Investment For Coaches: Location, Location, Location

It is commonly thought that the three most important factors in real estate are location, location and location. Well, that age-old adage can also apply to a family’s savings and investment portfolio.

As we have done some financial planning for families in the coaching community over the past few months, there is a common theme that has arisen, especially for high-income-earning college coaches. We have found that not enough coaches are taking full advantage of the variety of retirement savings offered by their respective universities.

Does this series of events sound familiar? A coach is hired at a new job. The coach is given a new cell phone number and maybe a rental car and keys to a hotel or apartment. He then hits the road to recruit (in non-pandemic environments of course) or immediately dives into installing or learning a playbook or instilling a new culture into an entire program. Then, it is time for spring practice, planning for summer camps, and game planning for early-season opponents. But, somewhere in that flurry of activity is a short meeting with the university’s Human Resources staff when a coach fills out a few forms or checks a few boxes online for his benefits enrollment never to be reviewed again.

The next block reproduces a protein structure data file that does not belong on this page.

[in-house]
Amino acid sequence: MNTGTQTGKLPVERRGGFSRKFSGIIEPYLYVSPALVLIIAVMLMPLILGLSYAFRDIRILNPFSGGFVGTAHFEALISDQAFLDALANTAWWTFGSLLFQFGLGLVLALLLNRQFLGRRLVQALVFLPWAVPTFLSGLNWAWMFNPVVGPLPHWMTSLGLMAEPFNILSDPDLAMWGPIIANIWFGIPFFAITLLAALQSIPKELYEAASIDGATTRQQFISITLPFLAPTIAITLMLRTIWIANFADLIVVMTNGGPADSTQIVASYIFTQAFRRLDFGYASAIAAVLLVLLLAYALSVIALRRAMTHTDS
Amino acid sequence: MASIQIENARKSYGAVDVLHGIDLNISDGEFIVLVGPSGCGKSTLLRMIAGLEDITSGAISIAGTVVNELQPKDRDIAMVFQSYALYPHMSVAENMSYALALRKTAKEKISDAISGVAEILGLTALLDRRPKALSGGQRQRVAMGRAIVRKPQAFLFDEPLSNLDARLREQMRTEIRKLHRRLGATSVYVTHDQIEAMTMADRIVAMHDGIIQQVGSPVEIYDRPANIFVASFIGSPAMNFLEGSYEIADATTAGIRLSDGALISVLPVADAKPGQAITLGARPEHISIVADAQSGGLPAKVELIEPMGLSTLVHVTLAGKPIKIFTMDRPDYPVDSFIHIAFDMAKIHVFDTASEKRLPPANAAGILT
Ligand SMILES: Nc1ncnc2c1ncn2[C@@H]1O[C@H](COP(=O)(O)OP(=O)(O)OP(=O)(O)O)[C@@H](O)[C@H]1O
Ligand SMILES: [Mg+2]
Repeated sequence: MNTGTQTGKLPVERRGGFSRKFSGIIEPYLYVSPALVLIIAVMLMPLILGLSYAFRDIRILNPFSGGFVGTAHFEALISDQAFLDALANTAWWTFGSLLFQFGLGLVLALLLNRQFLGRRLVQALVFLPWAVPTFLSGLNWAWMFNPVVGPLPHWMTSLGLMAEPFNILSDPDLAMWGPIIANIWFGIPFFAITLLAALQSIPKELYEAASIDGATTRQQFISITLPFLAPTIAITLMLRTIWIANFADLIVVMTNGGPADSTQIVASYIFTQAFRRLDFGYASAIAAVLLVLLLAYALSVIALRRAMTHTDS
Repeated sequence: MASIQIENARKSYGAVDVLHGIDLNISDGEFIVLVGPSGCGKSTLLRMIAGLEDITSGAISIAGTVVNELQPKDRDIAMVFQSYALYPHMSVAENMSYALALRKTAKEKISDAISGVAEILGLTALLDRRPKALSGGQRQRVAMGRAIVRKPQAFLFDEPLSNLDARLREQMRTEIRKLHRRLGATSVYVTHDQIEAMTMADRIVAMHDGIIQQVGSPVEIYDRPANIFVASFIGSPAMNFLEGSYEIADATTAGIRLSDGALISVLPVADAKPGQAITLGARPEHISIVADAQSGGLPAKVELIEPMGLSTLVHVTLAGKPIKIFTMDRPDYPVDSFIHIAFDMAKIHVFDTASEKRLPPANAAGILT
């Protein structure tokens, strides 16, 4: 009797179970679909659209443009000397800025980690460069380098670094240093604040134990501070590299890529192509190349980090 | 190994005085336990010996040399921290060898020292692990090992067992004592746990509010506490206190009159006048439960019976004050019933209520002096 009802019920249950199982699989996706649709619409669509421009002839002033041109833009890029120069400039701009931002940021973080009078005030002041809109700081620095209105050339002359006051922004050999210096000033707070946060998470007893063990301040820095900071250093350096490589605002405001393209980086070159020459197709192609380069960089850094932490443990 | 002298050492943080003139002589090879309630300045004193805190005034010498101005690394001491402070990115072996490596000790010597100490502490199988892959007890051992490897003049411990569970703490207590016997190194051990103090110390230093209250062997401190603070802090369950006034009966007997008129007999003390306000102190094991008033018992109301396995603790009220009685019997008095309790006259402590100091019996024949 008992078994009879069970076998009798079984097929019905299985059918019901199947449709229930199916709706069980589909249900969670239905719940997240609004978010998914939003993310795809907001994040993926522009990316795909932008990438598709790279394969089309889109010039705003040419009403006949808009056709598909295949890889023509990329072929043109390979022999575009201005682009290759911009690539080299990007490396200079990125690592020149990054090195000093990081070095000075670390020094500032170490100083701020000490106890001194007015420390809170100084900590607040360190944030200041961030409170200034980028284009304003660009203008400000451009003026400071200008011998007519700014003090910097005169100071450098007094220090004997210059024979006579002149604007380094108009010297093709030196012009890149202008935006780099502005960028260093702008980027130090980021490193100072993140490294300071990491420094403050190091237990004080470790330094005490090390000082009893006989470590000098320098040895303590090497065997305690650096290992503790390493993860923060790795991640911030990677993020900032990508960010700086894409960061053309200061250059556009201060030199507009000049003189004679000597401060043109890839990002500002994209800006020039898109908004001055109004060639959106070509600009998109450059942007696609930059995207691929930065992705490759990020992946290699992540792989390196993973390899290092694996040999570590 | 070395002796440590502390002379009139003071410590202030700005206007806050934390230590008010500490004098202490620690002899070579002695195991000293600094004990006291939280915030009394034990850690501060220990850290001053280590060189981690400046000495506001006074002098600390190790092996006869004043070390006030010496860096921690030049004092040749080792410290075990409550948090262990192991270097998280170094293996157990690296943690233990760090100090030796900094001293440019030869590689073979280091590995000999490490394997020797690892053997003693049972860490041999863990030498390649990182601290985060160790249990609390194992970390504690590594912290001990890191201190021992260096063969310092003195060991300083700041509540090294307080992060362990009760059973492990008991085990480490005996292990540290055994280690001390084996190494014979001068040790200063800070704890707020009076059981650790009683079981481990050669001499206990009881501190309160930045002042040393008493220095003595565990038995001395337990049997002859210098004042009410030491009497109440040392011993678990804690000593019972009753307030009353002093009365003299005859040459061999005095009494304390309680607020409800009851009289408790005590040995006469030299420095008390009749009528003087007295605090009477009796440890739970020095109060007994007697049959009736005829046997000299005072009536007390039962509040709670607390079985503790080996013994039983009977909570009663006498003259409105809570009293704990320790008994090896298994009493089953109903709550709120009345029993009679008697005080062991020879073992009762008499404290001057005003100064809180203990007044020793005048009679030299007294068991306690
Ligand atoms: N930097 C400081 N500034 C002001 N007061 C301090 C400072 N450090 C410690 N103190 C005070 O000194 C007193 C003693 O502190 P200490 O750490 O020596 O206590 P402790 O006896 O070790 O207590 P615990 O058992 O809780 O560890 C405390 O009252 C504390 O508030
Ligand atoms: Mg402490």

As such, it has been our experience that some coaches often don’t realize all of the ways they can take advantage of the university’s retirement plan until we sit down to help them maximize the “location” of their savings.  Much is often made of asset ALLOCATION when it comes to investing and retirement savings. But, asset LOCATION can be just as important especially for those coaches and families in the highest tax brackets. Let us explain by highlighting the three most common retirement savings plans offered by universities.